Follow us on Twitter: @BloombergSports @RobShawSports @MicheleSteele
Daniel Murphy, Utility, Mets
I am not sure what the Mets will do once Ike Davis returns to the lineup be it this year or next. Daniel Murphy is simply a hired bat who can offer some serious offense. The problem is on the defensive side, as Murphy is at his best at third base, which happens to be the home for Mr. David Wright.
Murphy has his average up to .315 this season, with line drive power: 6 HR, 21 doubles and 2 triples. Murphy has hit .385 this month after hitting .330 in June.
Murphy is just 26 years old and bats left-handed, so this is a nice problem to have for the Mets.
Alex Gordon, OF, Royals
The second overall pick of the 2005 draft, Gordon has long been considered a bust due to the slow start to his career, but this season he has finally met expectations.
The 27-year old boasts 11 home runs with 24 doubles and 8 swipes. His average is up to .296 after batting just .215 last season. His plate discipline has been so impressive that the team opted to have him leadoff before pushing him down in the order to take advantage of his power.
Gordon is now considered a potential trade target for teams in need of offense.
Jeff Francoeur, OF, Royals
You would think Jeff Francoeur is 40 years old since he’s played for three teams over the last year. Though he has not been able to sustain the hot start to the season (after batting .316 in April, Francoeur hit just .233 and .235 the next two months), he has found a way to contribute to a fantasy roster. He’s doing this on the basepaths, as he has already swiped 15 bases, nearly double his previous high.
The .266 average still leaves something to be desired, but his 13 home runs and 58 RBI may be enough to force yet another trade.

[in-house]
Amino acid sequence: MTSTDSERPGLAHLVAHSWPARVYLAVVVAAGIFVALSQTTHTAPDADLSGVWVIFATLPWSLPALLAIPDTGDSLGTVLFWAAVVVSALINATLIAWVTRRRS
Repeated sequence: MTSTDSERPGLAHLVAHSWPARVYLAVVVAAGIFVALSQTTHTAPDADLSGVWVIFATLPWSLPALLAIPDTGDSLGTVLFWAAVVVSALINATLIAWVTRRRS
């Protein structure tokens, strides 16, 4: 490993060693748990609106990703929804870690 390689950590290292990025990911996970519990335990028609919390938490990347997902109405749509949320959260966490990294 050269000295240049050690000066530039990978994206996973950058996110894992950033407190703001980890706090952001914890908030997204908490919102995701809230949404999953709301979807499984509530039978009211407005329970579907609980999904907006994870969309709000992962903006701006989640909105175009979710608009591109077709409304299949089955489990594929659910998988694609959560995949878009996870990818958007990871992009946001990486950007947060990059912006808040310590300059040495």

Michael Morse, OF, Nationals
At 29 years old, Morse is a late bloomer, but he is also one of the better hitters in baseball right now with an even .300 average and 15 home runs. Morse has already matched his previous career-high in home runs, set last season. His OBP is a healthy .348 and while walks are hard to come by, Morse makes up for it with a .523 slugging percentage.
Jon Jay, OF, Cardinals
This 26-year old left-handed hitter was drafted in the second round of the 2006 draft out of Miami. However, Jay never quite earned top prospect status, and this year he has surprised people as a solid platoon option.
Jay is hurt by a lack of patience at the plate and limited power, but you can’t argue with the .310 average, which comes a season after hitting .300. In total, Jay boasts a .304 career average with 11 home runs in 516 at bats.
Jay has made a case to get regular at bats, considering he hits both lefties and righties for at least a .300 average throughout his career. However, with Lance Berkman leading the league in homers, Jay’s playing time will continue to be limited for the remainder of the season.